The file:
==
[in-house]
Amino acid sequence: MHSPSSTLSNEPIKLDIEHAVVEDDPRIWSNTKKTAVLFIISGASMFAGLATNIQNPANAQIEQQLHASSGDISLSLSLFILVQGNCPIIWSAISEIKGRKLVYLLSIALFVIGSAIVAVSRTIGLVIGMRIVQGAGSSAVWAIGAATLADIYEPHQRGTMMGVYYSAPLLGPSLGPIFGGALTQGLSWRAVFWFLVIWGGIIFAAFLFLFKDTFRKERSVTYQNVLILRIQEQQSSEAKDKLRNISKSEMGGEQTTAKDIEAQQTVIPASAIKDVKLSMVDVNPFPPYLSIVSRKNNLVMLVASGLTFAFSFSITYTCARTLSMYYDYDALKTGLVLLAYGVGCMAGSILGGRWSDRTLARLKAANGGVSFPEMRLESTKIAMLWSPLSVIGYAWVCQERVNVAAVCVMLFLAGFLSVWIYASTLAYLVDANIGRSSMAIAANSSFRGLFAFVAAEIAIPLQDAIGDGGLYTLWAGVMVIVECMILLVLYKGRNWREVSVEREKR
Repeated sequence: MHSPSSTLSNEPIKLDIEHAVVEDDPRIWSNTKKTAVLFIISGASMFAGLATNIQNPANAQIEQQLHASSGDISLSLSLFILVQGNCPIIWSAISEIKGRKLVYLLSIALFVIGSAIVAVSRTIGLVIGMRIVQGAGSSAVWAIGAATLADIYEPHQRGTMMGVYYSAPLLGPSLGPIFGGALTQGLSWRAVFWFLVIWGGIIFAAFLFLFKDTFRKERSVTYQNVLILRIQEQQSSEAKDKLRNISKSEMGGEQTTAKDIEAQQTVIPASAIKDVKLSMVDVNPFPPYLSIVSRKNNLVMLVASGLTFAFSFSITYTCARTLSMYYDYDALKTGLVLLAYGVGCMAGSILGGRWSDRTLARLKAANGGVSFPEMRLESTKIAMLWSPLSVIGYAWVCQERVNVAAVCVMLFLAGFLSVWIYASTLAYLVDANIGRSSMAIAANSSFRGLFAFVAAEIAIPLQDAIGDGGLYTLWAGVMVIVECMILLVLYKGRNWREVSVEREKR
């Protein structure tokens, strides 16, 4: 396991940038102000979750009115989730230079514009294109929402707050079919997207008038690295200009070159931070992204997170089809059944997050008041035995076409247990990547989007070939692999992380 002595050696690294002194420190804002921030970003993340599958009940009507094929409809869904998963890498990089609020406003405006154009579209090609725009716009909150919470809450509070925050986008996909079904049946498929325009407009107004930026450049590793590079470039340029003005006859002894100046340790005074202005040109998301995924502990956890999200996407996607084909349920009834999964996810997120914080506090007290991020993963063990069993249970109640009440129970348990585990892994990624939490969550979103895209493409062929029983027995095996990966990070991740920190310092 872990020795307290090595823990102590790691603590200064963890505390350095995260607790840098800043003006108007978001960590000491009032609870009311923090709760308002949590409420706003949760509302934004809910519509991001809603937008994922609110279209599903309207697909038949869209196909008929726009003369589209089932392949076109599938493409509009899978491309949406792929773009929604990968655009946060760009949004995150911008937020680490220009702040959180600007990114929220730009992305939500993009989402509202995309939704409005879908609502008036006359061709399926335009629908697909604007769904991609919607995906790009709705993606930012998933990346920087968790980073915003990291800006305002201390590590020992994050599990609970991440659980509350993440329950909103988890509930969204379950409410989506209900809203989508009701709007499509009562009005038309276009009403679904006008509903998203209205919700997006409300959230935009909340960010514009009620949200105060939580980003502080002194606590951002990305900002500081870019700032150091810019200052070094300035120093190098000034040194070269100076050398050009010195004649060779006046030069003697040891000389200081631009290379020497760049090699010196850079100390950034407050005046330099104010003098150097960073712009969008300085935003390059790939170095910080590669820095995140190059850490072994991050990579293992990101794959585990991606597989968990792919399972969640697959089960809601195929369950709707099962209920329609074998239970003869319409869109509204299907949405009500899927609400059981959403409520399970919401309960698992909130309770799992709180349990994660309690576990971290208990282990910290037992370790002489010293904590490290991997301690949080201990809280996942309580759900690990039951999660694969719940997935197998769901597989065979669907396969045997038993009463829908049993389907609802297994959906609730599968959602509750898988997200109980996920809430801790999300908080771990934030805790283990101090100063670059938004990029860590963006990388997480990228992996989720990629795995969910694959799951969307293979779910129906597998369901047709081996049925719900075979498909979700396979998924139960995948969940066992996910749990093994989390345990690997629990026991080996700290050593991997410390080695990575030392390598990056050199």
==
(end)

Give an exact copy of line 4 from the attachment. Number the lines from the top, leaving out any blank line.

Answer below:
């Protein structure tokens, strides 16, 4: 396991940038102000979750009115989730230079514009294109929402707050079919997207008038690295200009070159931070992204997170089809059944997050008041035995076409247990990547989007070939692999992380 002595050696690294002194420190804002921030970003993340599958009940009507094929409809869904998963890498990089609020406003405006154009579209090609725009716009909150919470809450509070925050986008996909079904049946498929325009407009107004930026450049590793590079470039340029003005006859002894100046340790005074202005040109998301995924502990956890999200996407996607084909349920009834999964996810997120914080506090007290991020993963063990069993249970109640009440129970348990585990892994990624939490969550979103895209493409062929029983027995095996990966990070991740920190310092 872990020795307290090595823990102590790691603590200064963890505390350095995260607790840098800043003006108007978001960590000491009032609870009311923090709760308002949590409420706003949760509302934004809910519509991001809603937008994922609110279209599903309207697909038949869209196909008929726009003369589209089932392949076109599938493409509009899978491309949406792929773009929604990968655009946060760009949004995150911008937020680490220009702040959180600007990114929220730009992305939500993009989402509202995309939704409005879908609502008036006359061709399926335009629908697909604007769904991609919607995906790009709705993606930012998933990346920087968790980073915003990291800006305002201390590590020992994050599990609970991440659980509350993440329950909103988890509930969204379950409410989506209900809203989508009701709007499509009562009005038309276009009403679904006008509903998203209205919700997006409300959230935009909340960010514009009620949200105060939580980003502080002194606590951002990305900002500081870019700032150091810019200052070094300035120093190098000034040194070269100076050398050009010195004649060779006046030069003697040891000389200081631009290379020497760049090699010196850079100390950034407050005046330099104010003098150097960073712009969008300085935003390059790939170095910080590669820095995140190059850490072994991050990579293992990101794959585990991606597989968990792919399972969640697959089960809601195929369950709707099962209920329609074998239970003869319409869109509204299907949405009500899927609400059981959403409520399970919401309960698992909130309770799992709180349990994660309690576990971290208990282990910290037992370790002489010293904590490290991997301690949080201990809280996942309580759900690990039951999660694969719940997935197998769901597989065979669907396969045997038993009463829908049993389907609802297994959906609730599968959602509750898988997200109980996920809430801790999300908080771990934030805790283990101090100063670059938004990029860590963006990388997480990228992996989720990629795995969910694959799951969307293979779910129906597998369901047709081996049925719900075979498909979700396979998924139960995948969940066992996910749990093994989390345990690997629990026991080996700290050593991997410390080695990575030392390598990056050199």